As a contest of ideas and issues, it was fine. As a piece of television, it was dire.
Last night’s TVNZ’s leaders debate should have been spectacular. Rarely has the scene been so well set for a debate so eagerly anticipated.
For the first time, Bill English and Jacinda Ardern would go head to head, the controversy surrounding moderator Mike Hosking had turbo-charged the publicity, and there was even a sensational poll showing Labour ahead minutes before kick-off.
But somehow it fell flat.
Given TVNZ’s failing finances (yesterday it announced profits had dropped away to barely nothing) it was never going to splash out on a programme that would be the video equivalent of fish and chip paper the next day – but this a was a low budget affair, or even a no budget affair.
The production values were poor.
Maybe the producers were hoping for an intimate atmosphere, but the studio they chose was either too small or the wrong shape for a show like this.
The main cameras were sitting to the right of Mike Hosking’s shoulder. This made Ardern, who was positioned on the left, seem as if she was standing further back on the set than English.
She surely wasn’t and we must’ve been witnessing some sort of “optical illusion” but it wasn’t good.
And for the whole first segment, English was looking out to the right of the screen. He was either addressing the wrong camera, or the camera was in the wrong place.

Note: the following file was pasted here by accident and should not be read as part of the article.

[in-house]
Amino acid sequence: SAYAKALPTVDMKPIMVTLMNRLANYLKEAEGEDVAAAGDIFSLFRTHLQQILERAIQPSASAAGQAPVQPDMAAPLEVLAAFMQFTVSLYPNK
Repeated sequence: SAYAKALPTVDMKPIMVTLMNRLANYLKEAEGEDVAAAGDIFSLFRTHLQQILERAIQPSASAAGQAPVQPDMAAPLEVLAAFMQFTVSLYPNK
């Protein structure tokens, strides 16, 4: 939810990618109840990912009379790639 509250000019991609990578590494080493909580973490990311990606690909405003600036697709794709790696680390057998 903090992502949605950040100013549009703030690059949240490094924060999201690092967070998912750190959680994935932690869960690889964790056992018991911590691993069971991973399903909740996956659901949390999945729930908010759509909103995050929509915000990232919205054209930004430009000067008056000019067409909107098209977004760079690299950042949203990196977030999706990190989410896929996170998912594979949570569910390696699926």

This got sorted in the first commercial break but it shouldn’t have happened – was there no rehearsal?
But the big problem with the debate was that it lacked any sense of theatre or drama. The audience, small, mute and mainly sitting in the dark, might as well not have been there.
It’s true that you don’t want the audience interfering with the integrity of the debate or being noisy, but leaders often perform better when there is some human reaction to jokes or a point well scored.
This debate had zero atmosphere.
Humour was missing in action, partly due to a wooden performance by Hosking.
There was nothing wrong with his handling of the debate or his questioning of the leaders, but he seemed strangely gun shy.
Again, poor production values didn’t help him. His camera was positioned too low, giving him a jowly and tired appearance.
It was also a strange decision to have his autocue in shot. It was like some sort of bizarre product placement with the word “Autoscript” often in plain view on the monitor in front of the presenter.
Maybe the controversy over whether he should stand down, given his right-wing views, did affect Hosking after all.
There were a few moments, like when he held English to account for nine years of inaction on dirty rivers, when it seemed he might spark up the debate, but overall his trademark confidence wasn’t there.
English and Ardern are similar – they are both nice people and it showed. This contest needed a disruptor, and it didn’t have it.
This of course opens the door for Three and its moderator, Patrick Gower.
Normally, going second and being sandwiched between the two TVNZ debates (the first and the final) is a poor card to draw, but this time it might be an advantage.
Neither leader was a clear winner or loser last night, and suddenly the rematch has become more relevant.
Gower needs to be an energetic and slightly unpredictable presence when the leaders meet for round two in four days’ time.